postinoculation) (A), Fr54 (B), and Fr98/SE (C), (both 48 days postinoculation) and uninoculated (48 days of age) (D). Note the immunohistochemical staining of cells
with bipolar or highly ramiﬁed morphology (arrows and panel A, inset) as well as staining associated with blood vessels (panels B and C, arrowheads). This ﬁgure is
representative of consistent ﬁndings in four mice per virus strain: Fr98 (18 to 33 days postinoculation), Fr54 (26 to 75 days postinoculation), and Fr98/SE (52 to 75 days
postinoculation). Sections were viewed by differential interference microscopy.
distribution similar to that previously reported for Fr98-in- clonal anti-MuLVgp70 antiserum which recognizes the enve-
fected brain (Fig. 1A to C). In addition to astrogliosis, we lope proteins of all three viruses. Brains of Fr98- and Fr98/SE-
looked for activation of microglia, which has been found in inoculated mice were analyzed at the time clinical disease was
other retrovirus-induced neurologic diseases and may play an apparent (3 to 4 weeks and 6 to 8 weeks, respectively). Fr54-
important role in neuropathogenesis (13). Activated microglia, inoculated mice were analyzed at 6 to 8 weeks postinoculation.
which stained positive with anti-Mac-1 monoclonal antibody, The most predominant gp70 staining for both neurovirulent
were found in both Fr98- and Fr54-infected brain and were
localized primarily in the white matter tracts of the cerebellum
(Fig. 1E and F, arrows), internal capsule, and corpus callosum.
Focal collections of activated microglia associated with blood TABLE 1. Quantitation of cells expressing gp70 in the cerebella of
vessels in the brainstem and cerebral cortex were also noted. Fr98/SE- and Fr54-infected mice at 8 weeks postinoculation
Mac-1 staining was not observed in uninoculated controls (Fig. No. of infected cellsa Group mean
1D). Fr98/SE induced similar astrocytic and microglial activa- Virus Animal
(mean SD) SEM
tion (data not shown). In addition to the glial activation, mild
vacuolar degeneration in the lateral cerebellar nuclei and/or Fr98/SE 1 192.8 32.5
thalamus was observed in brains of Fr98-inoculated mice (four 2 196.4 26.1 186.0 6.8
3 166.2 34.3
of four), Fr98/SE-inoculated mice (three of ﬁve), and Fr54- 4 188.6 50.4
inoculated mice (ﬁve of eight) (not shown). Thus, we were
unable to detect any qualitative differences in the pathology Fr54 1 102.2 7.2
induced by neurovirulent and nonneurovirulent retroviruses. 2 111.8 19.0 104.6 11.6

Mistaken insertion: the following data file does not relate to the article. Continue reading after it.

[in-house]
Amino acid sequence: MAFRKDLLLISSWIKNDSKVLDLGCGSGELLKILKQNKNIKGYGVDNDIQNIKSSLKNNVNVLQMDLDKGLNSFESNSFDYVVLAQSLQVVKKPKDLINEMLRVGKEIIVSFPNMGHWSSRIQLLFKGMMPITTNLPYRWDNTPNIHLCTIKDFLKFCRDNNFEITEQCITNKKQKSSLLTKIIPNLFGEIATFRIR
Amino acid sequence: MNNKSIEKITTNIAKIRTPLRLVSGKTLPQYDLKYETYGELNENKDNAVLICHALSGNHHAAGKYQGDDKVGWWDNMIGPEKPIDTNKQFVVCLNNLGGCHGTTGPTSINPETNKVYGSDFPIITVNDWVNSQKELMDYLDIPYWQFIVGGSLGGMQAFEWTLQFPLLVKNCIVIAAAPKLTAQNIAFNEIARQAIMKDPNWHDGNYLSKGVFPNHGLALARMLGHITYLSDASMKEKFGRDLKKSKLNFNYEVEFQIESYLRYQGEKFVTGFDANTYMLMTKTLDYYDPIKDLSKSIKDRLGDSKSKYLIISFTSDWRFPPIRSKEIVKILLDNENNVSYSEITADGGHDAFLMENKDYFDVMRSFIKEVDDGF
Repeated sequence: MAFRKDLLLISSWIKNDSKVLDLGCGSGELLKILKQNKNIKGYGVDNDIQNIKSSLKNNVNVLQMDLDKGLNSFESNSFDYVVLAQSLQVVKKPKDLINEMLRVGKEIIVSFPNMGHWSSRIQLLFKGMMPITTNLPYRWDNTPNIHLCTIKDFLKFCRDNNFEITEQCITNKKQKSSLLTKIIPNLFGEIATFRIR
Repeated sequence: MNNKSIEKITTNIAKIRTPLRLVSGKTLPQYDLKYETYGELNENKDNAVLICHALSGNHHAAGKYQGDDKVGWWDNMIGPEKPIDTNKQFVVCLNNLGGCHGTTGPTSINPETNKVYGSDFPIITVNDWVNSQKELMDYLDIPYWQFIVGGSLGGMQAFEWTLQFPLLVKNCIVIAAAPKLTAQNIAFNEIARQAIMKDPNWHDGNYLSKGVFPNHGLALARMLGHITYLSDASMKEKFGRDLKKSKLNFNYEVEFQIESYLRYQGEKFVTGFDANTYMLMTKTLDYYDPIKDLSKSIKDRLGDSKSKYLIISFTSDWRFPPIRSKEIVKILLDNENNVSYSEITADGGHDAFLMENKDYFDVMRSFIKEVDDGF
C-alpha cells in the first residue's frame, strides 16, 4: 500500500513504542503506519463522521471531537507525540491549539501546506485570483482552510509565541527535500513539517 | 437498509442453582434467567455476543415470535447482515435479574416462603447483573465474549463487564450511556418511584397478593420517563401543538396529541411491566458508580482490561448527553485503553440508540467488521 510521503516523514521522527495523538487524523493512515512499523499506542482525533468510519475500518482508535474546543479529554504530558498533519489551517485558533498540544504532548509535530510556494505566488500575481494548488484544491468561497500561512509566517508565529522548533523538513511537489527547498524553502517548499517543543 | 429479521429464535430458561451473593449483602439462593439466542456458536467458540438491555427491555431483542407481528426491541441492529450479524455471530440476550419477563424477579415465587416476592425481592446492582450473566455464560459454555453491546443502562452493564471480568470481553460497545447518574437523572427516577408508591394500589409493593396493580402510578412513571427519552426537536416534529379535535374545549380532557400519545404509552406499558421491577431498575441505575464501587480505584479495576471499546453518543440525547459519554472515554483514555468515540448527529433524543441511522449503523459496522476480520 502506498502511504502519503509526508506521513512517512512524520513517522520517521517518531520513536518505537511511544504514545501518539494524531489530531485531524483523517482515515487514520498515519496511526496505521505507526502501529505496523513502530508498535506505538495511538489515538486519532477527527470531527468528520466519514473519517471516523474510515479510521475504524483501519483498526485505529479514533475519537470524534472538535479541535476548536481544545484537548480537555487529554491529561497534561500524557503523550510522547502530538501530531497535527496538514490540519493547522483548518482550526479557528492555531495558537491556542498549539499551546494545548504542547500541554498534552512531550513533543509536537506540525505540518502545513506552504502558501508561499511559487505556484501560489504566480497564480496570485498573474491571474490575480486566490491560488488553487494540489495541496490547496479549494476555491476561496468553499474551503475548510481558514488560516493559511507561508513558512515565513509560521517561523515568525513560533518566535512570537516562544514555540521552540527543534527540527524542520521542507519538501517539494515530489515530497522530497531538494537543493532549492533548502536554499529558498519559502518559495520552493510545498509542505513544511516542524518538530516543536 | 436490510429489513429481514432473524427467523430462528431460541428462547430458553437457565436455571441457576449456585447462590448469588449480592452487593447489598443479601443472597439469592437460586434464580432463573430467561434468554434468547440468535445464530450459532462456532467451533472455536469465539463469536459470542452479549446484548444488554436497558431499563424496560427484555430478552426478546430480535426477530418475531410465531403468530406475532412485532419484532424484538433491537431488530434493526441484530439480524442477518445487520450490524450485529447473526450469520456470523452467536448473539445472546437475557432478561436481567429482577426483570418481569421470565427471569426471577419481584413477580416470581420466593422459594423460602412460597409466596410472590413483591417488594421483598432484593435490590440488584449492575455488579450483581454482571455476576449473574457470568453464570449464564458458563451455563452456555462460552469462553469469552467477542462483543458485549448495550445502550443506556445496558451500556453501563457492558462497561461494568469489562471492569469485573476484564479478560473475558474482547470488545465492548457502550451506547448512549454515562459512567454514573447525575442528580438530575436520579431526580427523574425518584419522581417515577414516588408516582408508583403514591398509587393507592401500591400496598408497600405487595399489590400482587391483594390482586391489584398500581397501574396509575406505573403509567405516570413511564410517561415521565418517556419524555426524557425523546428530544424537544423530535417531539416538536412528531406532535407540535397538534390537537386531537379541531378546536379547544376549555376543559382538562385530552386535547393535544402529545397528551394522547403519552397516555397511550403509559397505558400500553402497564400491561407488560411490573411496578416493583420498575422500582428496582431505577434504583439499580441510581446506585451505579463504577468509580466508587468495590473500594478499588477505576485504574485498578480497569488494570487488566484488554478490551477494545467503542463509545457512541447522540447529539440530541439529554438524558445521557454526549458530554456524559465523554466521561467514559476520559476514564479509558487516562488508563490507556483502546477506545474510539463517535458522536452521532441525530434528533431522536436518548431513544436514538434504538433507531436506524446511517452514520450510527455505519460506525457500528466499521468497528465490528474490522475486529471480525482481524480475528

Localization of virus and identiﬁcation of virus-infected 3 74.6 11.6
cells in the brain. Since we were interested in ﬁnding corre- 4 130.0 21.3
lates of neurovirulence, it was important to determine if there a
Determined by counting the number of gp70-positive cells in ﬁve 4- m-thick
were any differences in regional distribution of these viruses in sections of the cerebella per animal. Comparison of the two groups by using
the brain. Sagittal sections of brain were stained with a poly- Student’s t test gave a P value of 0.001.
VOL. 71, 1997 CORRELATES OF POLYTROPIC MuLV NEUROVIRULENCE 5291
nuclei and thalamus, where parenchymal cells reminiscent of
microglia were detected (see below).
In the absence of any obvious differences in regional distri-
bution of virus, we examined the speciﬁc cell types in brains
infected by these viruses. The cells staining for viral envelope
protein in brains of Fr98-, Fr54-, and Fr98/SE-infected mice
exhibited similar morphologies (Fig. 2). Infected cells were
either associated with blood vessels (endothelia and/or peri-
cytes) or localized in the CNS parenchyma and characterized
by a bipolar or highly ramiﬁed morphology typical of activated
microglia (Fig. 2, inset). It was apparent that the distribution of
viral envelope protein closely paralleled that of Mac-1-positive
microglia (compare Fig. 2 with Fig. 1E and F). To conﬁrm this
observation and identify any other infected cell type(s), we
performed dual-label immunoﬂuorescence using the poly-
clonal anti-MuLV gp70 antiserum in conjunction with antibod-
ies directed against various cell-speciﬁc markers. Since viral
antigens were concentrated primarily in white matter without
neuronal infection, antibodies to the glial cell markers Mac-1
(activated microglia), CNP (oligodendrocytes), and GFAP (ac-
tivated astrocytes) were used. In mice inoculated with either
neurovirulent or nonneurovirulent virus, viral antigen colocal-
ized primarily with cells expressing the microglial cell marker,
Mac-1 (Fig. 3A to D). In addition to microglial cells, a small
number of the infected cells were identiﬁed as oligodendro-